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The Terrapins will join the Big Ten in 2014.
Expansion never stops in college football and another domino fell on Monday: Maryland will be leaving the ACC to become the 13th member of the Big Ten.
Syracuse and Pittsburgh are set to join the ACC in 2013, which would have given the conference 14 teams. However, with the Terrapins set to depart, the ACC is back to 13 teams and unbalanced divisions for its long-term outlook.
Maryland’s official departing date from the ACC will be after the 2013 season but it will have to pay a hefty exit fee. The conference raised the exit fee to $50 million earlier this season but that number will likely be negotiated.
So now the big question is…what’s next for the ACC?
Simple answer: Uncertainty. The rumors about Florida State and Clemson potentially leaving for the Big 12 will likely start again, while the ACC will have to add another team.
Rutgers is the most likely 14th team for the Big Ten, but North Carolina, Virginia and Georgia Tech are also believed to be on commissioner Jim Delany’s radar. Even if the Big Ten stops at 14 teams for now, don’t be surprised if the conference moves to 16 in the future.
With Maryland officially leaving for the Big Ten, Louisville and Connecticut are expected to be the top targets for the ACC to get back to 14 teams. Here’s a look at the pros/cons for each school.
Pros: In the ACC’s quest to become college football’s premier conference on the East Coast, the Huskies would be another solid addition to bolster that claim. Connecticut’s football program isn’t a national powerhouse, but its men’s basketball team has three national titles. Also, the women’s basketball program is one of the top-10 teams in the nation. Connecticut also has an attractive location for television, as it is less than three hours outside of New York City.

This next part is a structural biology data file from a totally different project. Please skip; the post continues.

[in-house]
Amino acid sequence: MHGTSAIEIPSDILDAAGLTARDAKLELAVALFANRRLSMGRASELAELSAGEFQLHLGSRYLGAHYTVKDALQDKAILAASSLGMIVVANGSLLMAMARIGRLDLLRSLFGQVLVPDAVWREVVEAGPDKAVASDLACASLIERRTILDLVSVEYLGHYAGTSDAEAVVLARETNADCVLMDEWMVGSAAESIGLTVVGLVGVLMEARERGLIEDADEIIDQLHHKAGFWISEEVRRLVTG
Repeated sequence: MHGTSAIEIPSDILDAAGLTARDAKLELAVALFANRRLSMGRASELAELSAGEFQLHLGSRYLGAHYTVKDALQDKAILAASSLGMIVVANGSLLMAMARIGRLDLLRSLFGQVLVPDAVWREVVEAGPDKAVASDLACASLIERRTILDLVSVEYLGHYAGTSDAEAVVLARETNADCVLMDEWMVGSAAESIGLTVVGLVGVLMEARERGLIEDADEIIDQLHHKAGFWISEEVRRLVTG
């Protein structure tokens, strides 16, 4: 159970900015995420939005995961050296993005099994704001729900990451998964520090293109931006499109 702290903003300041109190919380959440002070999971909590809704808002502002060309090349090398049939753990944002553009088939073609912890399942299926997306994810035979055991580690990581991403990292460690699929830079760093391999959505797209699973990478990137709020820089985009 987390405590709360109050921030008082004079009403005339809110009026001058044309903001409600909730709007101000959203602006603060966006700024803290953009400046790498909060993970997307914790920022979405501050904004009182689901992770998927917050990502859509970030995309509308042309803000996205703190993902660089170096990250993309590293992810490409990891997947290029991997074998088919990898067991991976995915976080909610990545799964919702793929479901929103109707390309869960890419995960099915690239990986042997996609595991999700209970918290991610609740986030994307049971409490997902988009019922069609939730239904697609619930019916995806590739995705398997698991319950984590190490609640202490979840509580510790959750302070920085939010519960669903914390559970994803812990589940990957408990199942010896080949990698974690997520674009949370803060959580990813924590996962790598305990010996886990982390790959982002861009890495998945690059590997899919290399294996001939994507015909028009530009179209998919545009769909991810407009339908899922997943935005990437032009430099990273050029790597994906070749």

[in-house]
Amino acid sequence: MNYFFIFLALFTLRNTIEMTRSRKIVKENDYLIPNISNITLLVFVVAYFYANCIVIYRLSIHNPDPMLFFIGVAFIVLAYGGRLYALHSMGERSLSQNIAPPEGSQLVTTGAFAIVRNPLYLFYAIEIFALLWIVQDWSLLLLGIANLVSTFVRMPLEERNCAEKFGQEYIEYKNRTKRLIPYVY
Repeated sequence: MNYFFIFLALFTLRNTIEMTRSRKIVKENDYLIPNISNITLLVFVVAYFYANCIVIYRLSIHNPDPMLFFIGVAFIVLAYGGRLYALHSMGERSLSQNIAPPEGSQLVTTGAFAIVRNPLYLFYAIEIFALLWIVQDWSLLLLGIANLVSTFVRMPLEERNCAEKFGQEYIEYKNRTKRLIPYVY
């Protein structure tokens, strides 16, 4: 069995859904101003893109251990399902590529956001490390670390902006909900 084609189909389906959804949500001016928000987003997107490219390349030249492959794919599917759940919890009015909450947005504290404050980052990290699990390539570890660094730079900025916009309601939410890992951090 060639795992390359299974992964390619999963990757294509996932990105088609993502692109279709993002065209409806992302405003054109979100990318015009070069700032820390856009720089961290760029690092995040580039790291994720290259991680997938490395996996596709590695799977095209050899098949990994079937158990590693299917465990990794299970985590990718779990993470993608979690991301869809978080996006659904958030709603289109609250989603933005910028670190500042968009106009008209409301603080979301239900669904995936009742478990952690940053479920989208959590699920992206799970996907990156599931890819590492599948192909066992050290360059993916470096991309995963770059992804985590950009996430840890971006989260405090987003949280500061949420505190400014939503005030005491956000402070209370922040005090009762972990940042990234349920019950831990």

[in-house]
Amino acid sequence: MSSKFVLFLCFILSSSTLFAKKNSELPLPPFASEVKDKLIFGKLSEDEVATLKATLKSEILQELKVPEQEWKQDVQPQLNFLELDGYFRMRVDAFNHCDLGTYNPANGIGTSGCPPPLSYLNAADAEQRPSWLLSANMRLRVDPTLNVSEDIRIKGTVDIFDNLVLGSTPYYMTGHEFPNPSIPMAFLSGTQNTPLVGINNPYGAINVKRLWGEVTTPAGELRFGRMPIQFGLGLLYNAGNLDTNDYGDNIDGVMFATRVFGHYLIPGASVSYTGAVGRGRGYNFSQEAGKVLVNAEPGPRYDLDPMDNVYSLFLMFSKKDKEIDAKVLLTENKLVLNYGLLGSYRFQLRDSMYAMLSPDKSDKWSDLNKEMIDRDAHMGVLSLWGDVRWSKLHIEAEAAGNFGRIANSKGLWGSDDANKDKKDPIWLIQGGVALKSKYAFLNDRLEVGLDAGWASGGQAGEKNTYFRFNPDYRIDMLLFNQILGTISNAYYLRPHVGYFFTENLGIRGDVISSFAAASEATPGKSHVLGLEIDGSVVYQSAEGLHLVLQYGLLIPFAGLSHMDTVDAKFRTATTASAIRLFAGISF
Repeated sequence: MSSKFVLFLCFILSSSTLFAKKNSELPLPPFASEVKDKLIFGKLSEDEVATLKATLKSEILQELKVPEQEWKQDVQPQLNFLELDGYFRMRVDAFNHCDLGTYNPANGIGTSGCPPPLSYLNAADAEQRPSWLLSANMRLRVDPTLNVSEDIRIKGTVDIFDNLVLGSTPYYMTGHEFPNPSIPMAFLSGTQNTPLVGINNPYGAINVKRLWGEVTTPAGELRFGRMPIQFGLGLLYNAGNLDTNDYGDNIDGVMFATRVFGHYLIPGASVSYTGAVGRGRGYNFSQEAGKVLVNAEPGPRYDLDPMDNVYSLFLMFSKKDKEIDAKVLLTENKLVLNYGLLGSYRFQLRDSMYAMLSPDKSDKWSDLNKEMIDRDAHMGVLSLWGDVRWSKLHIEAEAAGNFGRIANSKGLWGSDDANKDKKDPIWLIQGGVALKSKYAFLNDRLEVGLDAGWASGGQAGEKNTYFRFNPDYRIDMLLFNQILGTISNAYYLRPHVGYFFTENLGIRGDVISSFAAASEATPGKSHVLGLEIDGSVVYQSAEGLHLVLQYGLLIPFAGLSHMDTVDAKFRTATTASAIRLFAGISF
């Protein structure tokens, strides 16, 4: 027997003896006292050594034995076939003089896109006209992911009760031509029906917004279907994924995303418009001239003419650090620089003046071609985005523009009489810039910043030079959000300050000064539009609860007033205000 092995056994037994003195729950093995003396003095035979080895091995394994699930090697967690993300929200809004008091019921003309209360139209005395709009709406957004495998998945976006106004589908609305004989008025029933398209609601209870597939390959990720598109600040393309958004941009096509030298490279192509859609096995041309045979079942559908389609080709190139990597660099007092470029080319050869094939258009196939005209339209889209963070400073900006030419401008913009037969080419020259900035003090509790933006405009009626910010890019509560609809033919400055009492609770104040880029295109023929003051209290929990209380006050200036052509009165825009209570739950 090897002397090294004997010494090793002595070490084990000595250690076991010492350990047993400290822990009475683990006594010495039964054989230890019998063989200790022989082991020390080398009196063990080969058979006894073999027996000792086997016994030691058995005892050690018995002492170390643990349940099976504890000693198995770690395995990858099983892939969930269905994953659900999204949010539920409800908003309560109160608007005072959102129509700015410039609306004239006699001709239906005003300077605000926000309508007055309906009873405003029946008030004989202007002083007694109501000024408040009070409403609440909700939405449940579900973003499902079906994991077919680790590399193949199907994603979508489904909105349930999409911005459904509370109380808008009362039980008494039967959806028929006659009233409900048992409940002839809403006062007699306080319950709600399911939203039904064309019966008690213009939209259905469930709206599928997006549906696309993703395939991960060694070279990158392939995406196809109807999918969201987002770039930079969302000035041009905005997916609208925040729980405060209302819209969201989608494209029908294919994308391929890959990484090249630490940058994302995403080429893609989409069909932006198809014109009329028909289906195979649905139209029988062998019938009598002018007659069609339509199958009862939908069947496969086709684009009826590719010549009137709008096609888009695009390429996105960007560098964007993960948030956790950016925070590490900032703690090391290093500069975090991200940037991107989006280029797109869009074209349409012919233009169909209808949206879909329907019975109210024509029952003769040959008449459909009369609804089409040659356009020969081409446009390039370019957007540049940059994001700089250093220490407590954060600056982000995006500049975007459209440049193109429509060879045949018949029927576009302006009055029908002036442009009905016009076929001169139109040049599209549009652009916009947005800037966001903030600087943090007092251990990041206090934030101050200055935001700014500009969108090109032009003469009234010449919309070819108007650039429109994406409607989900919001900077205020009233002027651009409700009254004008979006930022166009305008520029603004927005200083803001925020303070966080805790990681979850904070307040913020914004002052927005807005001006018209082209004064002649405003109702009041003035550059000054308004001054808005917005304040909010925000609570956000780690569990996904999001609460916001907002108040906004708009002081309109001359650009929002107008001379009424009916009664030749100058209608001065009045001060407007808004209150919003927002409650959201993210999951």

Cons: Considering the ACC has struggled to become a football power, why add another program that is just 83-83 since 1999? While the Huskies are located in a prime spot in the Northeast, would they really deliver the highly-valued television markets?
Pros: Louisville is a well-rounded athletic department, which includes top 25 teams in football and women’s and men’s basketball. The Cardinals also are in better shape than Connecticut in terms of an athletic budget. With the ACC needing a boost in football, Louisville would be the perfect fix. The facilities are in place for the Cardinals to win big, especially if coach Charlie Strong sticks around for the immediate future.
Cons: The Cardinals don’t have as strong of a television market as Connecticut, which matters when it comes to realignment. Also, Louisville ranks behind the Huskies in the U.S. News College rankings, which is important for an academic conference like the ACC.
Who should be the ACC’s 14th team? Louisville
When it comes to realignment, it’s all about money and long-term potential. While Connecticut has the better television market and academics, the ACC needs to add a program like Louisville to bolster its football product. The Cardinals are 113-59 in football since 1999 and the potential is there to win big. Louisville isn’t a perfect geographic fit but that matters little in realignment.
It’s not crazy to think Florida State and Clemson would want to look for a way out of the ACC in the near future and adding a program like Louisville would help the conference show its commitment to football, especially after passing on West Virginia last year.
Outside of adding Connecticut or Louisville, the ACC's other options would appear to be standing pat at 13 teams for the near future or convincing Notre Dame to join as a full-time member. While the ACC would like the Fighting Irish as a full-time member, it doesn't appear they want to give up their independence. And staying at 13 football programs doesn't make sense with two viable options on the table.
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